Tuesday, February 18, 1964
New York, NY, Alabama (AL)

Dora McDonald inquires about receiving additional copies of the Time Magazine issue that featured Dr. King as the Man of the Year. She informs Otto Fuerbringer that Mrs. King's relatives in her hometown of Marion, Alabama were unable to buy copies of the magazine.

Schleiermacher

Dr. King records teachings of German theologian and philosopher Friedrich Schleiermacher that Dr. King feels "make his theology a religious psychology."

Niebuhr (Christ)

Dr. King writes on Niebuhr's perception of Christ.

Letter from T. Jansma to MLK

Monday, July 26, 1965
NETHERLANDS

The General Secretary of the Baptists in the Netherlands praises Dr. King for receiving an honorary degree from Vrije Unversiteit in Amsterdam and inquires if he is available to deliver any speeches in the Netherlands during the same time period.

Letter to MLK from Rual Boles

Wednesday, March 8, 1967
Chicago, IL, Atlanta, GA

Mr. Boles, a businessman in Chicago, thanks Dr. King, Rev. Jackson, and the SCLC staff for contributing to the success of his struggling business. He is also appreciative for the efforts of Operation Breadbasket in equipping Negro-owned small businesses to effectively compete in the American economy.

Letter from Clarence E. Duffy to MLK

Tuesday, May 16, 1967
New Mexico (NM), UNITED STATES OF AMERICA

Rev. Duffy expresses his religious and political concerns with Dr. King as he considers a potential presidential campaign in 1968.

Letter from Yolanda Riverra to Mrs. King

Friday, April 5, 1968

Yolanda Riverra, a student, writes to Mrs. King expressing sympathy for Dr. King's assassination.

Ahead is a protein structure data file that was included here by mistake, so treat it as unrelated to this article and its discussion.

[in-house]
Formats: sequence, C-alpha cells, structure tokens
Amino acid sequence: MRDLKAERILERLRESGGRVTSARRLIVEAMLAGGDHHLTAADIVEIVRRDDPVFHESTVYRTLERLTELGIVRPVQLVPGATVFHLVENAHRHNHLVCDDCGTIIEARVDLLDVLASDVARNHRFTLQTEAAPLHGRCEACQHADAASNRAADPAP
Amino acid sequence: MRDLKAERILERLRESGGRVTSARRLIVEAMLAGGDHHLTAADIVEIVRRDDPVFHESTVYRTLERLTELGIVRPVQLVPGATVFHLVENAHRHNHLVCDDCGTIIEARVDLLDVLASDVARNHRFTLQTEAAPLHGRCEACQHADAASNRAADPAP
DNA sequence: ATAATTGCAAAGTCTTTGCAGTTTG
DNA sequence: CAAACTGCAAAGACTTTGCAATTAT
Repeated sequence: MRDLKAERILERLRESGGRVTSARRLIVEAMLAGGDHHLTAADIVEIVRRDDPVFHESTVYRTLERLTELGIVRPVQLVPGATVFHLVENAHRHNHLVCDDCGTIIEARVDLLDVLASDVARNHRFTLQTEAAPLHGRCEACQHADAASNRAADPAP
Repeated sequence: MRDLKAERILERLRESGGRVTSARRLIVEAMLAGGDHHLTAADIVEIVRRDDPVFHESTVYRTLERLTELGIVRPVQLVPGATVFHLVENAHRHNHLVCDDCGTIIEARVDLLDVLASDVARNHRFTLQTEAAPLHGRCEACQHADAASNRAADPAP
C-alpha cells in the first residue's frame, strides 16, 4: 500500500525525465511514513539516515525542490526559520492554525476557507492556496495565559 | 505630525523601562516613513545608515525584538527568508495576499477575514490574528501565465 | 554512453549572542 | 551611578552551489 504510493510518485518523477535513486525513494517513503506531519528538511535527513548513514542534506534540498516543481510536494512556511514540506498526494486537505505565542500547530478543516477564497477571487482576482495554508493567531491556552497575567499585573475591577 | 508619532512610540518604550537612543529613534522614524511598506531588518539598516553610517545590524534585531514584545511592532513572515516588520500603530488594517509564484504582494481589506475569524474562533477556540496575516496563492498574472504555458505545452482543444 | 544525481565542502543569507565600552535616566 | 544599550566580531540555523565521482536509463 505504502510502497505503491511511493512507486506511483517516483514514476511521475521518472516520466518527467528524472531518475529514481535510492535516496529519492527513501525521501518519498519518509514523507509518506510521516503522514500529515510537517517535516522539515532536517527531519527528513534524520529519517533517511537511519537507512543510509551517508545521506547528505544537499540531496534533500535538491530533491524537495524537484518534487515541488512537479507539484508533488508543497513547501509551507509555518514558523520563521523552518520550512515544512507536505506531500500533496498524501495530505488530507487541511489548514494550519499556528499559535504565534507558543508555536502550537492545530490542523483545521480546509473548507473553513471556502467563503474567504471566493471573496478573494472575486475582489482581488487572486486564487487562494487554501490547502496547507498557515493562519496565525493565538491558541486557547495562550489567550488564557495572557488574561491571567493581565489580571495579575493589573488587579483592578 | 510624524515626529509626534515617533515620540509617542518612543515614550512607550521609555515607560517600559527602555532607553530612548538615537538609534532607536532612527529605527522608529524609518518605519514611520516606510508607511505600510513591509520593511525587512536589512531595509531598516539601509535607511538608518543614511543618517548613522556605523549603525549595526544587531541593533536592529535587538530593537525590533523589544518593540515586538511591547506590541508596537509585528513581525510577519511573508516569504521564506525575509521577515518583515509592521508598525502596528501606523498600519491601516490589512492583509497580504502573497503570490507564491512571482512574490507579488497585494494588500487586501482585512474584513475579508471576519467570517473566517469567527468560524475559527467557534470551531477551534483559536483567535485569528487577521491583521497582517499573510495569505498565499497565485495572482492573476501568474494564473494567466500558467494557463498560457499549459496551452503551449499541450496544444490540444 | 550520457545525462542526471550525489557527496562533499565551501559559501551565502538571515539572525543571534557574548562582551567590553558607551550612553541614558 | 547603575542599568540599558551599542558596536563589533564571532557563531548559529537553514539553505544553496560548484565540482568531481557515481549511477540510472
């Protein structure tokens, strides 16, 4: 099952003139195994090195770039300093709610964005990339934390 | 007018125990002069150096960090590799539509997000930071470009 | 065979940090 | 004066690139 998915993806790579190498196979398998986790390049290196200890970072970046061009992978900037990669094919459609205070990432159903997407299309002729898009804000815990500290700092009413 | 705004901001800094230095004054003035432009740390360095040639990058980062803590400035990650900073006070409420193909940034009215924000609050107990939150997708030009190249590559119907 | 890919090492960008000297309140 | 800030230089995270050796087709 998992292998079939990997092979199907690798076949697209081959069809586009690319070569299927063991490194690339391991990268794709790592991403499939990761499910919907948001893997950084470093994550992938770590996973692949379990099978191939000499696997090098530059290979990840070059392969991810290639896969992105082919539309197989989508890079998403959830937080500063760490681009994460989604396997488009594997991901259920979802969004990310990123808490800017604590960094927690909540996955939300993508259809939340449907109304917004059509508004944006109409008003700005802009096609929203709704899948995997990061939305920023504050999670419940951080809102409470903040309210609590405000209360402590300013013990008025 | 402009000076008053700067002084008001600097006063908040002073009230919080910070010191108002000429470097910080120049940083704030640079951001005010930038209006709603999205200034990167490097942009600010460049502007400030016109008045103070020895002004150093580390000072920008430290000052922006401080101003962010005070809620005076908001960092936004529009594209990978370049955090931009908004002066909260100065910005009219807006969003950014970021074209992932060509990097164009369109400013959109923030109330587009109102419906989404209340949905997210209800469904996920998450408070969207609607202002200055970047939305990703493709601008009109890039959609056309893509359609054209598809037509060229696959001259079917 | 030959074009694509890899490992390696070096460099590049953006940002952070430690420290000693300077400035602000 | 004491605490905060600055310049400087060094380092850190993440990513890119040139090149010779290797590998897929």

Letter from Amos O. Holmes to MLK

Wednesday, September 20, 1967
Atlanta, GA, New York, NY

Amos Holmes, Georgia Field Director of the NAACP, appeals to Dr. King to reject the invitation to take leadership within the Atlanta community. He feels that the city can solve its own problems without the aid of SCLC or Dr. King.

God

Dr. King notes that Samuel Alexander does not see God as creator but creature.

Letter from Leon Hall to William Rutherford

Sunday, March 17, 1968
Mississippi (MS), Washington, D.C.

Leon Hall writes William Rutherford requesting additional per diem fees for SCLC's Mississippi field staff.

Letter from Robert E. Harding, Thomas H. Weddington and Celestine B. Bailey to MLK

Saturday, May 20, 1967
New York, NY

Robert E. Harding Jr., Thomas H. Weddington, and Celestine B. Bailey detail the many allegations of racial discrimination involving employees from the National Labor Relations Board. These issues have conflicted with the Equal Employment Opportunity and the Civil Service Rules and Regulations. Harding, Weddington, and Bailey request Dr. King's assistance to correct this issue.

Protagoras

Dr. King writes about Protagoras’ view that appearance is reality.

Letter from Mrs. E. A. Johnson to Mrs. Cotton

Saturday, March 31, 1962
North Carolina (NC)

A young male civil rights activist and participant in demonstrations experienced police brutality after he was targeted for his involvement in the Monroe Race Riot story. E. A. Johnson provides Mrs. Cotton with the legal details of the case surrounding the young man.

Letter from Thomas C. McGarth to MLK

Wednesday, September 22, 1965
Mississippi (MS), Washington, D.C., Atlanta, GA

Congressman Thomas C. McGarth writes to Dr. King concerning recent challenges surrounding the seating of the Mississippi Congressional Delegation. McGarth discusses his involvement with the voting process.

Holiday Letter from the Best Family

In this Christmas Card, the Best Family wishes all of their friends and supporters a Merry Christmas.

Letter from MLK to R. P. Bass, Jr.

Thursday, June 16, 1966
New Hampshire (NH)

Dr. King thanks Mr. Bass for his contribution to the SCLC. He briefly explains the progress of Negros in the South and explains the importance of supporters.

Congratulatory Letter from L.K. Jackson to MLK

Monday, August 14, 1967
Indiana (IN)

In this letter, Dr. Johnson writes to Dr. King congratulating him on his tenth anniversary. Jackson states, "...you are the man of the Twentieth Century."